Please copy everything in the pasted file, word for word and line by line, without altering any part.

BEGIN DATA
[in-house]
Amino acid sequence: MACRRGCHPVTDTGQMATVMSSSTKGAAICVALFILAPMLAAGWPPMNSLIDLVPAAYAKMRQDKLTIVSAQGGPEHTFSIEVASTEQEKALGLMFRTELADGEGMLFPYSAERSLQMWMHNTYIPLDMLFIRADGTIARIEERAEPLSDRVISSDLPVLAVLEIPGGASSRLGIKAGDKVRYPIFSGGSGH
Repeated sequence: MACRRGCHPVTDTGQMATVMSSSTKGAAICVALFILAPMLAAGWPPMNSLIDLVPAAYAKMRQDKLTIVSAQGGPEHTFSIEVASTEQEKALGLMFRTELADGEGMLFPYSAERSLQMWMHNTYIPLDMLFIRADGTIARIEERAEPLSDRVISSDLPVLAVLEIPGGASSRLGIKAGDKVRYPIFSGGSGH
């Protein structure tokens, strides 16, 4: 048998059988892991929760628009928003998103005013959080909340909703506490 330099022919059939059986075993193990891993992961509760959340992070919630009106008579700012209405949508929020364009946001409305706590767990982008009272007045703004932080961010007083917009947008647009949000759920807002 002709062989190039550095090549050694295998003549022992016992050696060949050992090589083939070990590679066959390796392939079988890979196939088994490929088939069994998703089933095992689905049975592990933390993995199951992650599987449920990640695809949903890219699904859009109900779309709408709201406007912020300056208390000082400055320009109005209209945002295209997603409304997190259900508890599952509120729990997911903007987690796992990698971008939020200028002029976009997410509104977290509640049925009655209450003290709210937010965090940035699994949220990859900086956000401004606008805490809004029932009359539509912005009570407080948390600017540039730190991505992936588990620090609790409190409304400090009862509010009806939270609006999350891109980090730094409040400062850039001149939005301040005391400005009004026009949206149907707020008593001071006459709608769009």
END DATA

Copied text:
[in-house]
Amino acid sequence: MACRRGCHPVTDTGQMATVMSSSTKGAAICVALFILAPMLAAGWPPMNSLIDLVPAAYAKMRQDKLTIVSAQGGPEHTFSIEVASTEQEKALGLMFRTELADGEGMLFPYSAERSLQMWMHNTYIPLDMLFIRADGTIARIEERAEPLSDRVISSDLPVLAVLEIPGGASSRLGIKAGDKVRYPIFSGGSGH
Repeated sequence: MACRRGCHPVTDTGQMATVMSSSTKGAAICVALFILAPMLAAGWPPMNSLIDLVPAAYAKMRQDKLTIVSAQGGPEHTFSIEVASTEQEKALGLMFRTELADGEGMLFPYSAERSLQMWMHNTYIPLDMLFIRADGTIARIEERAEPLSDRVISSDLPVLAVLEIPGGASSRLGIKAGDKVRYPIFSGGSGH
């Protein structure tokens, strides 16, 4: 048998059988892991929760628009928003998103005013959080909340909703506490 330099022919059939059986075993193990891993992961509760959340992070919630009106008579700012209405949508929020364009946001409305706590767990982008009272007045703004932080961010007083917009947008647009949000759920807002 002709062989190039550095090549050694295998003549022992016992050696060949050992090589083939070990590679066959390796392939079988890979196939088994490929088939069994998703089933095992689905049975592990933390993995199951992650599987449920990640695809949903890219699904859009109900779309709408709201406007912020300056208390000082400055320009109005209209945002295209997603409304997190259900508890599952509120729990997911903007987690796992990698971008939020200028002029976009997410509104977290509640049925009655209450003290709210937010965090940035699994949220990859900086956000401004606008805490809004029932009359539509912005009570407080948390600017540039730190991505992936588990620090609790409190409304400090009862509010009806939270609006999350891109980090730094409040400062850039001149939005301040005391400005009004026009949206149907707020008593001071006459709608769009």